With most women his manner was a mixture of taciturnity and passion. The lengthy approaches to a seduction bored him almost as much as the subsequent mess of disentanglement. He found something grisly in the inevitability of the pattern of each affair. The conventional parabola – sentiment, the touch of the hand, the kiss, the passionate kiss, the feel of the body, the climax in the bed, then more bed, then less bed, then the boredom, the tears and the final bitterness – was to him shameful and hypocritical. Even more he shunned the mise en scène for each of these acts in the play –the meeting at a party, the restaurant, the taxi, his flat, her flat, the weekend by the sea, then the flats again, then the furtive alibis and the final angry farewell on some doorstep in the rain.
– Ian Fleming, Casino Royale (1953)
The James Bond or Don Juan legends would be much less interesting if these famous Lotharios had sex with literally any woman they meet. But James Bond and Don Juan are sexual “heroes,” that is, fulfillments of male sexual fantasy, because they are successful with many of the most attractive women, not just any women. […] In contrast to humans, all other male apes exhibit an open-ended sexual appetite that does not refuse any fertile sexual opportunity. Gorilla, chimp, and orangutan males will pursue every sexual liaison available to them. Men are conspicuously different. The sexual pickiness of human males is a derived feature that arose on the exclusively human branch of the ape family tree. So, contrary to the evolutionary psychologists’ eagerness to supply a reason for male sexual profligacy, we actually need an evolutionary explanation for the opposite quality.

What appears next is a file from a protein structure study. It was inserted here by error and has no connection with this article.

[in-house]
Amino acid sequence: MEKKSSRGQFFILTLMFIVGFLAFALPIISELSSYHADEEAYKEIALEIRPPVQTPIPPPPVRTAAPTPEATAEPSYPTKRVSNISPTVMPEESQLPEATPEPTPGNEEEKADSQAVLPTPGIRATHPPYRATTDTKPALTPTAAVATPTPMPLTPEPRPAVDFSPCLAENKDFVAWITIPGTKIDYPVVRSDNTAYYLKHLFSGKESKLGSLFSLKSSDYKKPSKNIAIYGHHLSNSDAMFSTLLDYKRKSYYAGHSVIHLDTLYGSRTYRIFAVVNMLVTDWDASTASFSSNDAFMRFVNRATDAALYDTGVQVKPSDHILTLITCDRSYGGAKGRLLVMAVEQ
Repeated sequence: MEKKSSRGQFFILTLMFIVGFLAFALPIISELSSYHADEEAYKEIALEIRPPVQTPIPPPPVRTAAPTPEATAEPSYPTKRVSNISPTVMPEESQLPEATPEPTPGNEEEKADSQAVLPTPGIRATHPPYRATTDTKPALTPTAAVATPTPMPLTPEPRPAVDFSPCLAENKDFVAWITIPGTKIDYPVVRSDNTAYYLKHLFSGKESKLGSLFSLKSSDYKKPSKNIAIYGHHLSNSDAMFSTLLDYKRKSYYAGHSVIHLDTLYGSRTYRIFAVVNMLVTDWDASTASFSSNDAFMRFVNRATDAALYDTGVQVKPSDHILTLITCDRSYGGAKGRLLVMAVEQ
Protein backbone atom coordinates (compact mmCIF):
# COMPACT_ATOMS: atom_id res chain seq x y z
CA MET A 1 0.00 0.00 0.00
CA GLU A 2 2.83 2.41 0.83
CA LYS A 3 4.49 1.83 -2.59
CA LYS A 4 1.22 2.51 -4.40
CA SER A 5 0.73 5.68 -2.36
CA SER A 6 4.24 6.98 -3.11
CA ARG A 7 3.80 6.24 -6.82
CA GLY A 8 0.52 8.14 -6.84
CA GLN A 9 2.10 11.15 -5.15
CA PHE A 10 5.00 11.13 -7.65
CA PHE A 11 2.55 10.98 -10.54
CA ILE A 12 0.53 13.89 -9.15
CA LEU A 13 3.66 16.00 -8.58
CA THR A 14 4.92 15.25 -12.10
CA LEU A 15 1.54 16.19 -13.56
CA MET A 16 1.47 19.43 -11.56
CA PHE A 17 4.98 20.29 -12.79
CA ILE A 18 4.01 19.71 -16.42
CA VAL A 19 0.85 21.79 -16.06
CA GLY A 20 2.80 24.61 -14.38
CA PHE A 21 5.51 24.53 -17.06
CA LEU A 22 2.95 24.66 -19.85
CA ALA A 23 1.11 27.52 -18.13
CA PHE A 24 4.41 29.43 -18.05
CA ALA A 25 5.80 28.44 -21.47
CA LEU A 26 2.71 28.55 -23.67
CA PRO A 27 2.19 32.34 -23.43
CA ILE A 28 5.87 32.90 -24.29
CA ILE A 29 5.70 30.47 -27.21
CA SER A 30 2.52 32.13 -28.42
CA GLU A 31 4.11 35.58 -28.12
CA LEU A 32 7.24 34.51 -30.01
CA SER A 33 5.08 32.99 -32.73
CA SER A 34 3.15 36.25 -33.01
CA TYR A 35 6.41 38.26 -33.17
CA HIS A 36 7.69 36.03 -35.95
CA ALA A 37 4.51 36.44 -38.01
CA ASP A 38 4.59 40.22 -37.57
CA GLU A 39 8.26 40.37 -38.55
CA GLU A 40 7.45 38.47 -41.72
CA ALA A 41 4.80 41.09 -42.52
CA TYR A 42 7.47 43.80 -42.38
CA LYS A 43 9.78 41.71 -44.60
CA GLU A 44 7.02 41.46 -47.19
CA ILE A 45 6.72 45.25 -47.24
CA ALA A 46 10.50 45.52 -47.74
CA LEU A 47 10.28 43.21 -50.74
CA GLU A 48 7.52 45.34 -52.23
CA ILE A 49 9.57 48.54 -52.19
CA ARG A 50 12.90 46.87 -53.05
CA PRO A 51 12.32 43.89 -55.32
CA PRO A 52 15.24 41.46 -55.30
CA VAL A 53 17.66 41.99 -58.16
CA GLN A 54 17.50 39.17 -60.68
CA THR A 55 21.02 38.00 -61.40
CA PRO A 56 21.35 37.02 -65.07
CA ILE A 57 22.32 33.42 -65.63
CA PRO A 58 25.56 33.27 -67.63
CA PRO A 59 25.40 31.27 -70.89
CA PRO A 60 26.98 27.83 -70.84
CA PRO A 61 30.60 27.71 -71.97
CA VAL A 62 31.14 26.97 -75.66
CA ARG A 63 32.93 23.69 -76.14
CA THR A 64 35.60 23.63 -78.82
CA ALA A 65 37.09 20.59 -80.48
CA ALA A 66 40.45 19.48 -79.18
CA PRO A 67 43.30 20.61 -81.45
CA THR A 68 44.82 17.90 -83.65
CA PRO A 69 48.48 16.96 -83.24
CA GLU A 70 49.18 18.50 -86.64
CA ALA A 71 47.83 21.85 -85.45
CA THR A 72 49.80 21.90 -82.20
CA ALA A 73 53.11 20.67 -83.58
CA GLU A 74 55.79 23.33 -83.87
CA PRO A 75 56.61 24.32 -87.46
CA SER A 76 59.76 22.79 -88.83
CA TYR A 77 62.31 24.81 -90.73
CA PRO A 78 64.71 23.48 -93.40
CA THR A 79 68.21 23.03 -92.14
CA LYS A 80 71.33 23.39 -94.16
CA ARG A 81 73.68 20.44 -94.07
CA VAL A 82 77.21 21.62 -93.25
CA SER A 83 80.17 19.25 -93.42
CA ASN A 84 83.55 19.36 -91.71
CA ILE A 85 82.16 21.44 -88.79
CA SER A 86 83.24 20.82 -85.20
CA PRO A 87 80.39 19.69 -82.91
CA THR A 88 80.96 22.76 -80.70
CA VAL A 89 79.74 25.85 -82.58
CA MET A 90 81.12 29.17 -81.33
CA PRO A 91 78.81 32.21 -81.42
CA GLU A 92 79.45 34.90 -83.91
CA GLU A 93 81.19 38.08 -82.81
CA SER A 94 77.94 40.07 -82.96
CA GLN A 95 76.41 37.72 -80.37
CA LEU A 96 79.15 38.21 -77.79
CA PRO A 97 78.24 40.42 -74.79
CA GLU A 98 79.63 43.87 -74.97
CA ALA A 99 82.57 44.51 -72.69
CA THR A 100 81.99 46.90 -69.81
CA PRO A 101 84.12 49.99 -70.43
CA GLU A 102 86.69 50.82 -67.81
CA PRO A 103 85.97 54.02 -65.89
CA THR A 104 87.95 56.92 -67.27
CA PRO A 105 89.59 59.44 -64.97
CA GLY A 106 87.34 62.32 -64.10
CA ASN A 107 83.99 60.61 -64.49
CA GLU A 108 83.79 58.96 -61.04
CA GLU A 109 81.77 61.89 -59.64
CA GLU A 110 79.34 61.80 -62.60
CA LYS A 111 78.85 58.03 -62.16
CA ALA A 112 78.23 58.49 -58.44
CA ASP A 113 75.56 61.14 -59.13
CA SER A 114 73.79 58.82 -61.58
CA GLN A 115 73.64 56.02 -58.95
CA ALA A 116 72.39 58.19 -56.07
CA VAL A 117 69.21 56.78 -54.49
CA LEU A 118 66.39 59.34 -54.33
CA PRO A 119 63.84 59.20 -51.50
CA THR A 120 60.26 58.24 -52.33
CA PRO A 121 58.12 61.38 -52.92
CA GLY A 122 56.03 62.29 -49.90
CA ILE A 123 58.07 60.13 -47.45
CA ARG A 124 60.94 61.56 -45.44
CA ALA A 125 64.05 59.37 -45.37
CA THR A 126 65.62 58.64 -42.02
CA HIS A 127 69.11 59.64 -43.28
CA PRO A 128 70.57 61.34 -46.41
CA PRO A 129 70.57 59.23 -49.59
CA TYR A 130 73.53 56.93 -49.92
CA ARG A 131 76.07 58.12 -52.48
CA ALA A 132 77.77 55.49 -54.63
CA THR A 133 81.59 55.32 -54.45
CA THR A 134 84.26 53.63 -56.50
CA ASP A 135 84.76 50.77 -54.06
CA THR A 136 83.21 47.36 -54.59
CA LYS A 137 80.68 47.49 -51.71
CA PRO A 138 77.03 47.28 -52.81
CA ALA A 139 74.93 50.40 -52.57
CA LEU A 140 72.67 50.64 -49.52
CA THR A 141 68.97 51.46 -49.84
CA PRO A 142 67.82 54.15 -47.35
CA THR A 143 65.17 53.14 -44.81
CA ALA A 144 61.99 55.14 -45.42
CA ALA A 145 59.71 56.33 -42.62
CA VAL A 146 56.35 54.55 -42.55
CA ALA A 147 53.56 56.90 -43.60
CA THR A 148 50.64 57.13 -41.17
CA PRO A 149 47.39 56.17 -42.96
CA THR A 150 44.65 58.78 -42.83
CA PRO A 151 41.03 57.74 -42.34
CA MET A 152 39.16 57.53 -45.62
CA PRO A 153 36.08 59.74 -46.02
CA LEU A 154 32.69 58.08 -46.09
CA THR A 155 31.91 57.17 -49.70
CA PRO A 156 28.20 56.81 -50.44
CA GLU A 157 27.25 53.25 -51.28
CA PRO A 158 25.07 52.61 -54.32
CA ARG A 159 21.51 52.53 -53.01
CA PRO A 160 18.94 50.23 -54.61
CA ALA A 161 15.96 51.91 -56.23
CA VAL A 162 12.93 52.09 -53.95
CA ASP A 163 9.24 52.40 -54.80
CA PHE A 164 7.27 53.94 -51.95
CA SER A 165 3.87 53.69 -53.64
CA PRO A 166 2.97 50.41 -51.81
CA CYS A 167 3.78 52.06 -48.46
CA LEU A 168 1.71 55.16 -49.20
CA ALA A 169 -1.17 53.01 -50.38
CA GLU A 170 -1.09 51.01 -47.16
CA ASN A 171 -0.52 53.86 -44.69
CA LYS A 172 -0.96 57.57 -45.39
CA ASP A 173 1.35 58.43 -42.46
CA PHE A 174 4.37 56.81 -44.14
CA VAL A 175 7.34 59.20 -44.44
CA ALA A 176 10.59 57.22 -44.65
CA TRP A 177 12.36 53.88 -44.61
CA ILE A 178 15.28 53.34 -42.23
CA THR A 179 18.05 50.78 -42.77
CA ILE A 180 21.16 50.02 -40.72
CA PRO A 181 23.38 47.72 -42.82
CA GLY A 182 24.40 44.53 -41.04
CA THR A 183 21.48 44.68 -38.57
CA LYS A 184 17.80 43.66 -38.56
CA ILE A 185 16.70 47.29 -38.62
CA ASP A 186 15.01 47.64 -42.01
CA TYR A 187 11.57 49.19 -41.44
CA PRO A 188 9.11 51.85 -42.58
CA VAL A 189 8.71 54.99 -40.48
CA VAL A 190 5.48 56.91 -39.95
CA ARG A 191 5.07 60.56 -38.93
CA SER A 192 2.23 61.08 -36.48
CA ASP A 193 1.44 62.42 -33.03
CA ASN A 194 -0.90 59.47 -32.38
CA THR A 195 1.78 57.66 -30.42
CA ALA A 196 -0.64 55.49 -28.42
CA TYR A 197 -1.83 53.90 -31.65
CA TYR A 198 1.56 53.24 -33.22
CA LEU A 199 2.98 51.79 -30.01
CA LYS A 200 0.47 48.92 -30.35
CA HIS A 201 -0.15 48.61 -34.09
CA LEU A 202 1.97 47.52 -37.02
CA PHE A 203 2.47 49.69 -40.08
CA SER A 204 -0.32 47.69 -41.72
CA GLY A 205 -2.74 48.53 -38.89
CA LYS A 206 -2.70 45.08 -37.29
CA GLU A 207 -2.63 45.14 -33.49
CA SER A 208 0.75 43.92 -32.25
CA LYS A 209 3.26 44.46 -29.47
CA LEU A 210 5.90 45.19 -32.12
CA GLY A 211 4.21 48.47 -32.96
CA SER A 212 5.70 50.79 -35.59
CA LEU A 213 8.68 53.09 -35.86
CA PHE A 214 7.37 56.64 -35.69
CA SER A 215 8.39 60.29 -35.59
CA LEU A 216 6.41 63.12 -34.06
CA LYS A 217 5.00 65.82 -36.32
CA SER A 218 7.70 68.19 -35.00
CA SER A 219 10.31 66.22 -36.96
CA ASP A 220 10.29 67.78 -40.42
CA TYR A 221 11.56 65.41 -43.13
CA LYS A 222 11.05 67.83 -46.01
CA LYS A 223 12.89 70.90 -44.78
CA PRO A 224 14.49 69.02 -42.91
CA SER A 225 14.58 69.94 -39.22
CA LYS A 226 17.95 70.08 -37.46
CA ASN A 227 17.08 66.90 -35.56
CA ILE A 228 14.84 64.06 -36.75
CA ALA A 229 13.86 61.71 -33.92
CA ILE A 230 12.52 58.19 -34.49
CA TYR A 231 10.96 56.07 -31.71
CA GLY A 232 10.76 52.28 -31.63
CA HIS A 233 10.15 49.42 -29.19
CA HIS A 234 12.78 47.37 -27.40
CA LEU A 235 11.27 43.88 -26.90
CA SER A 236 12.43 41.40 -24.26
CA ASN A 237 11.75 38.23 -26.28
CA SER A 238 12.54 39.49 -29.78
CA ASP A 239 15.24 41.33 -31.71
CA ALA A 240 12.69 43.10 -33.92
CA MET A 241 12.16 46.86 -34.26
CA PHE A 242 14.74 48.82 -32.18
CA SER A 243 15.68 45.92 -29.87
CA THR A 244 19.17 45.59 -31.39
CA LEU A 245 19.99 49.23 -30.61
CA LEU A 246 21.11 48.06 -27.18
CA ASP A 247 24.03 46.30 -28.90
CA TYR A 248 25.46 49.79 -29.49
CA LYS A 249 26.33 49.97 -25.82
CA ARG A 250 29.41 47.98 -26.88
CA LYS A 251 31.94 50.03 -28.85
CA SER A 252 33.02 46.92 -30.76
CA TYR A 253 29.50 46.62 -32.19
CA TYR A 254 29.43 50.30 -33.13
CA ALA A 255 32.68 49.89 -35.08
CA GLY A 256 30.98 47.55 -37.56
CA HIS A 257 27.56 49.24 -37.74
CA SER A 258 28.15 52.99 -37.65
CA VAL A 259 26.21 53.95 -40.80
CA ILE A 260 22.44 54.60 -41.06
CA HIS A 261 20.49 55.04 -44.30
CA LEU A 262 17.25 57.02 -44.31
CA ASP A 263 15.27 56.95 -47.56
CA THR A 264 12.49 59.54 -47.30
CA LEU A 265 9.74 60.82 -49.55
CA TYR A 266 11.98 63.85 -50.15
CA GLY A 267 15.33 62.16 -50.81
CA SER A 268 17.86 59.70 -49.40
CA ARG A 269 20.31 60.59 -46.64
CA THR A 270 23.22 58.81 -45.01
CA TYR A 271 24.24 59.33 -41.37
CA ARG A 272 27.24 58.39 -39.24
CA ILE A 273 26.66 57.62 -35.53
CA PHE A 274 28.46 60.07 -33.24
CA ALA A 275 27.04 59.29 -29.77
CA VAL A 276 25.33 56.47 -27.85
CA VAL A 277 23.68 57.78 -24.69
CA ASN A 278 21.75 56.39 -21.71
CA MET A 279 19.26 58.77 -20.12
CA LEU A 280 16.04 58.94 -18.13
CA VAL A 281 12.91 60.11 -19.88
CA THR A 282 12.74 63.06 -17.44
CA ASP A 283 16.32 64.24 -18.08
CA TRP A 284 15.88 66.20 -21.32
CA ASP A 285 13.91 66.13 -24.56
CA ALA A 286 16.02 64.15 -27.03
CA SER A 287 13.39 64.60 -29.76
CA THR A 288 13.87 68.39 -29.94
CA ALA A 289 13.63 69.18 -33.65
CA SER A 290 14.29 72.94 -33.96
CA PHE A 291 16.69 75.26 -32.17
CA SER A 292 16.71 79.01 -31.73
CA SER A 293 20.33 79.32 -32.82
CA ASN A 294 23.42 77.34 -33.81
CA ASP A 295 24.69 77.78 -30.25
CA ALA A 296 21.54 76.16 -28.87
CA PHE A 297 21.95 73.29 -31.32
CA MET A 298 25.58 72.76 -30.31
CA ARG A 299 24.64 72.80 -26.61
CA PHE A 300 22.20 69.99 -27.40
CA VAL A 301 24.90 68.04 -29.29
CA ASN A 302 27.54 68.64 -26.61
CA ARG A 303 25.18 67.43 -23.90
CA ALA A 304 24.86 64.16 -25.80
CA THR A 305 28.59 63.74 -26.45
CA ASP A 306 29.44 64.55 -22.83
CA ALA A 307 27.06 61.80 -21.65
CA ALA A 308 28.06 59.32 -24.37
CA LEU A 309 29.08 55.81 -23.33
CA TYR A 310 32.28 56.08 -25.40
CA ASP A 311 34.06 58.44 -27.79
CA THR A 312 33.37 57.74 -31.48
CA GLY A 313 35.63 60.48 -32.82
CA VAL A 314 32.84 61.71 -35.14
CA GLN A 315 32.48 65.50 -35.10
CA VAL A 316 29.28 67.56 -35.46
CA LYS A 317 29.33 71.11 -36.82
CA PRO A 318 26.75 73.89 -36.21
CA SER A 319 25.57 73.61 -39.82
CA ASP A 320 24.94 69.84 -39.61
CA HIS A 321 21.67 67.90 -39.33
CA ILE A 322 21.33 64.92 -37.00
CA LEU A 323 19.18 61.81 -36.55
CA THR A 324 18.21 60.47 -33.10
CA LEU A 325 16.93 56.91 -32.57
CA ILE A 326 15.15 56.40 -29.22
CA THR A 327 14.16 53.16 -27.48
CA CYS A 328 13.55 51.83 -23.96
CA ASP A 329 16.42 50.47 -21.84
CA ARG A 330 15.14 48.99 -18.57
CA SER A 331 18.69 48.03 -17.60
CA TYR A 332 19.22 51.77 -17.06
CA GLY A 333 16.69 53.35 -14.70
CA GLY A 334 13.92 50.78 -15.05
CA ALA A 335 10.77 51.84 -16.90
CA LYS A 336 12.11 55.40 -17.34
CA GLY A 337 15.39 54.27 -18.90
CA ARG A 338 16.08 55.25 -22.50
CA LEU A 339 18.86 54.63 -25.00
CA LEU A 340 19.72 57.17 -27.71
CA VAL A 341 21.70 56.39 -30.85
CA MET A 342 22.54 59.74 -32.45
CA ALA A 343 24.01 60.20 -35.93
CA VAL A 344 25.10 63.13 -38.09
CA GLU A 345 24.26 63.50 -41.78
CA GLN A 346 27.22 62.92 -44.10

– Richard O. Prum, The Evolution of Beauty: How Darwin’s Forgotten Theory of Mate Choice Shapes the Animal World – and Us (2017)